Time: 11:30AM – 8:30PM
Location: Archbald, north end of bike trail then large pool below Winton Street Bridge
Fish Landed: 0
I flew to Philadelphia on Tuesday, May 29 and rented a Toyota Corolla from Enterprise. My niece, Kyra, is a management trainee with Enterprise in Reading and obtained a sweet low rate deal for me. It was quite warm and humid as I drove to Whitehall, Pa. to meet my friend from Air Products, Jeff Shafer.
Jeff informed me that the flows on Penns Creek, the stream we most wanted to fish, were too high, but if we avoided significant rain over the next couple days, we might have a shot at it on the weekend. Jeff was targeting the Pohopoco Creek above Beltsville Dam for Wednesday morning. Unfortunately a storm moved in on Tuesday evening and pounded the Lehigh Valley and surrounding areas. When Jeff checked the Pohopoco, the line on the USGS graph went vertical. We packed the car on Tuesday night with most of our gear and went to the supermarket to pick up some critical food items.
When we awoke on Wednesday morning it didn’t look good for the Pohopoco, but our back up location was the Lackawanna River north of Scranton, so we decided we could scout the Pohopoco on our way north as it was only a short distance from the Pa. Turnpike. That’s exactly what we did, only to confirm that the flows were up and the water was quite turbid. We merged back on the northeast extension of the Pa. Turnpike and continued on to Archbald and found the mid-section of the Lackawanna River where Laurel Road dead ended. We had a book on Pennsylvania trout streams which guided us to the trophy trout water. The flows were at a nice level and water clarity was quite good.
Jeff and I hiked down the trail a ways and beyond some homes next to the river. We cut over to the river below the houses, and I began fishing nymphs in a very attractive riffle area. Unfortunately nothing went for my flies, and after covering thirty yards or so, we encountered a pair of fishermen above us. We exited and returned to the trail and hiked back past the houses to a place where the river cut against some large rocks. I cut down to the deep run next to the rocks and Jeff began working above the run with his streamer.
Once again I couldn’t connect with any fish despite working my nymphs through the beautiful deep run from all angles. I was certain that large fish resided in this spot, but I couldn’t entice them. When I caught up to Jeff he had converted to a caddis dry fly and was casting to the bank beneath some overhanging tree branches. Unfortunately on one of his casts he struck a branch and broke his tip, but it was only an inch or so below the top so he was able to continue casting effectively.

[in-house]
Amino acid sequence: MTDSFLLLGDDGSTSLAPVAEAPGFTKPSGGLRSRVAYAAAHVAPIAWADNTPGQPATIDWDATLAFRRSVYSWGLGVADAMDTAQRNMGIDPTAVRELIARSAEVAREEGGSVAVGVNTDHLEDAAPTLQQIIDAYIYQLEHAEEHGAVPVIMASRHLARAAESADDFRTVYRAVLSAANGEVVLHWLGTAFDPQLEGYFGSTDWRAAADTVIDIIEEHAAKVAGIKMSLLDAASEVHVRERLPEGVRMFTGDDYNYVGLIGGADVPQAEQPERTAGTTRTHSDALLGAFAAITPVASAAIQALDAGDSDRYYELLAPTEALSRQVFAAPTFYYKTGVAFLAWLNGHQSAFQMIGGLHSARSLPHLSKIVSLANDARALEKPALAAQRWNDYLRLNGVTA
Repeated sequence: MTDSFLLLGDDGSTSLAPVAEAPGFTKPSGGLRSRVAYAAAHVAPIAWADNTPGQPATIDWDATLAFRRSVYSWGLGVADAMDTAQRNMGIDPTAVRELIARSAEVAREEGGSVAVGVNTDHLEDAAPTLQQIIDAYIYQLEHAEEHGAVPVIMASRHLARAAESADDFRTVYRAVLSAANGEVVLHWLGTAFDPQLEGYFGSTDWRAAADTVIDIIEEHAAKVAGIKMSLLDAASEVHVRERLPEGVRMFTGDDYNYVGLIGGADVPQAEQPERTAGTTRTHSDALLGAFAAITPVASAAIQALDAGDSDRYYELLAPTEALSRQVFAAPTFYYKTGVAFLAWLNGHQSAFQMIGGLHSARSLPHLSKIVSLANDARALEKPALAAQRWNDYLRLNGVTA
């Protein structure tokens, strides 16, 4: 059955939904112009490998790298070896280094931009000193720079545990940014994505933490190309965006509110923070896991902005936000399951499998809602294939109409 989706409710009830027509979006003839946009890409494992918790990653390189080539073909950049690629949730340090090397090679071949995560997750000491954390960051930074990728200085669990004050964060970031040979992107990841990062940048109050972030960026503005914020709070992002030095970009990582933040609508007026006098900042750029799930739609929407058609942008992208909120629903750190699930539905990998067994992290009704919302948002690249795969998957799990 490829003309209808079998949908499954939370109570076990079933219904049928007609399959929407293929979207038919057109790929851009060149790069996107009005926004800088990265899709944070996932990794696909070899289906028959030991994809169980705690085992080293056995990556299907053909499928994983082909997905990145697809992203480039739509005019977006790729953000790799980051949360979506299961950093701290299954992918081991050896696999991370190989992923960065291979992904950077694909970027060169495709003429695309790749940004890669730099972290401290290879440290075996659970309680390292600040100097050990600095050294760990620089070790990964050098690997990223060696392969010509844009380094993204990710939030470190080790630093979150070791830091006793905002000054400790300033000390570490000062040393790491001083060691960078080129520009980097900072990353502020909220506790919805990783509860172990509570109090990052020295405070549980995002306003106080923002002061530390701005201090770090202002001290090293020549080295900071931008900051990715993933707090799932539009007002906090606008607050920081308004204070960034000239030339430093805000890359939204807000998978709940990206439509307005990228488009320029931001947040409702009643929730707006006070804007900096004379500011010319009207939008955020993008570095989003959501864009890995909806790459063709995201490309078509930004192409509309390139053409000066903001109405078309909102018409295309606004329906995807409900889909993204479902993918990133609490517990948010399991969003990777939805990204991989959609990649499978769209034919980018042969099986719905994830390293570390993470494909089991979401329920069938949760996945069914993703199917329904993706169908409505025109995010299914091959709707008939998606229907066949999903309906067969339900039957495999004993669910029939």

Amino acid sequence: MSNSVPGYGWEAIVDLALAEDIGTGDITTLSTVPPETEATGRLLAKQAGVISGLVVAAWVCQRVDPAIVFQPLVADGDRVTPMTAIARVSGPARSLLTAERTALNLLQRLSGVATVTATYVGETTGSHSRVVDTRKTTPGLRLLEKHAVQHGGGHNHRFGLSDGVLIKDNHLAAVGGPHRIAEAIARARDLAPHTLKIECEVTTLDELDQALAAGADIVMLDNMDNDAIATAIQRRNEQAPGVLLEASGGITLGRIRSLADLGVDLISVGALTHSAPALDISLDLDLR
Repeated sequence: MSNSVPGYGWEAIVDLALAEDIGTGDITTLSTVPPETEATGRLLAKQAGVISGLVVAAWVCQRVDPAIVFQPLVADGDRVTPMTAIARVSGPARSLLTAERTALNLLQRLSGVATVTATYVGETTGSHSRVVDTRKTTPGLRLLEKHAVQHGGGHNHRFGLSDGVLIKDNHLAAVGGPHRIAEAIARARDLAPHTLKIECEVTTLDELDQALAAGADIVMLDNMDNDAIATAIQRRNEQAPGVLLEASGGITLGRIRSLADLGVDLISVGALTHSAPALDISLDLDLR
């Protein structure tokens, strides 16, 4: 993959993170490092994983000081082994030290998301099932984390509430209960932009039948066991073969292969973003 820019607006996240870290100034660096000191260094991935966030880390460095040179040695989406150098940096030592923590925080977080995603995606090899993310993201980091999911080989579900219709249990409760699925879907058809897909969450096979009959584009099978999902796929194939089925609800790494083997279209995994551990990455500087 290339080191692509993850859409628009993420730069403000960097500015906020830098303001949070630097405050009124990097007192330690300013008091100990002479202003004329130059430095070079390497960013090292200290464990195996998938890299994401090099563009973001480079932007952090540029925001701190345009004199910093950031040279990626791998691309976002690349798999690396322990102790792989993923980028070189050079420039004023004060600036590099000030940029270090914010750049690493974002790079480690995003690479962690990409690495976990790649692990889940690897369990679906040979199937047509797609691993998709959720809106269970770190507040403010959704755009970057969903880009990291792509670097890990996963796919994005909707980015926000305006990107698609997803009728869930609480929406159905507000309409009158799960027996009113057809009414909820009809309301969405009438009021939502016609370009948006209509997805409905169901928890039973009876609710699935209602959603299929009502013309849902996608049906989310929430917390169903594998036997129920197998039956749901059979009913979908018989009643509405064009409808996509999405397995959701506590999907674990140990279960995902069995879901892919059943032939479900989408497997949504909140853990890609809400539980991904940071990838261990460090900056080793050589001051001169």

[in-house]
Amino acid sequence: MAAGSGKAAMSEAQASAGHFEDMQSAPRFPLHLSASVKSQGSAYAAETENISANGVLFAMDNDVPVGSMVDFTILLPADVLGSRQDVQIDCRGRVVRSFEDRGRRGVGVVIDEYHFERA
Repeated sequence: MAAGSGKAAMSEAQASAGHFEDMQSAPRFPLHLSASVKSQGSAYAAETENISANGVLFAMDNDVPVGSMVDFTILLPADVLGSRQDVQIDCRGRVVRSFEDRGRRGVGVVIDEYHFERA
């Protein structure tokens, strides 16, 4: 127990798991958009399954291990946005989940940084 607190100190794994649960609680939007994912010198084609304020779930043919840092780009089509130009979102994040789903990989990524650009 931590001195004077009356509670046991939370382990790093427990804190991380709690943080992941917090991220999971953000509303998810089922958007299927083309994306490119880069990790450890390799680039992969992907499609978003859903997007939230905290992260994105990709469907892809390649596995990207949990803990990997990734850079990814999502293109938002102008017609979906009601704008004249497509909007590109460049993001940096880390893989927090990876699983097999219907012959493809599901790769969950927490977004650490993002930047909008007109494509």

In short order Jeff landed a couple small browns on the caddis, so I tied a light gray caddis on my line and removed all the nymphing paraphernalia. I managed a momentary hook up on the gray caddis, but the going was pretty tough. At some point I added an RS2 below the caddis, but this didn’t produce either. Toward late afternoon I switched to a yellow Letort hopper hoping a large terrestrial would attract interest or perhaps it would be mistaken for a yellow stonefly. This didn’t work, but I noticed a random rise after some strong wind gusts, so added a parachute ant behind the hopper, and had a second momentary connection on the ant. Eventually I clipped off the ant and returned to a beadhead hares ear, but the fish were not to be fooled.
After dinner (submarine sandwich on the bench near the minivan), a local man arrived with his son to bike down the trail. He seemed to be knowledgeable on the fishing and suggested we should go downstream to a huge pool below the Winton Street Bridge. Jeff and I decided it sounded interesting, so after finishing our meal we found our way to the described area. It was indeed a huge wide deep pool, and we situated ourselves for an evening hatch or spinner fall as Ryan, our new friend, suggested sulfurs would be present.
After a half hour or so elapsed we began to see sporadic sulfurs fluttering up from the stream. Unfortunately most of the more regular risers were positioned beneath some dense overhanging branches on the opposite side of the river. Due to the width and depth of the pool a favorable drift required expert casting ability; a tight loop and a fifty foot cast with a faster current between the fisherman and the drifting fly. I was unable to manage this complexity, but Jeff shot a tight loop under the canopy and connected on a nice fish. He didn’t think it was very large, but after playing for a bit, I decided to work my way downstream to get some photos.
[FMP width=”640″ height=”360″]http://wellerfish.me/wp-content/uploads/2012/06/P1010064.mov[/FMP]
Right-click or ctrl-click this link to download.
When I arrived I got a broadside look at the fish, and it was more than average. It was quite a beast. I took a short video on my camera and then as Jeff manipulated it closer, I obtained his camera and ran off a couple more video clips. When finally netted, Jeff measured the behemoth brown at 19 inches, and it was quite wide and heavy. We continued fishing after the adventure with the big guy, but a significant hatch never materialized and the rest of the night was anticlimactic.
At dusk we climbed the bank back to the car, shed our gear and followed the GPS out of Archbald to the Union County Rod and Gun Club near Penns Creek.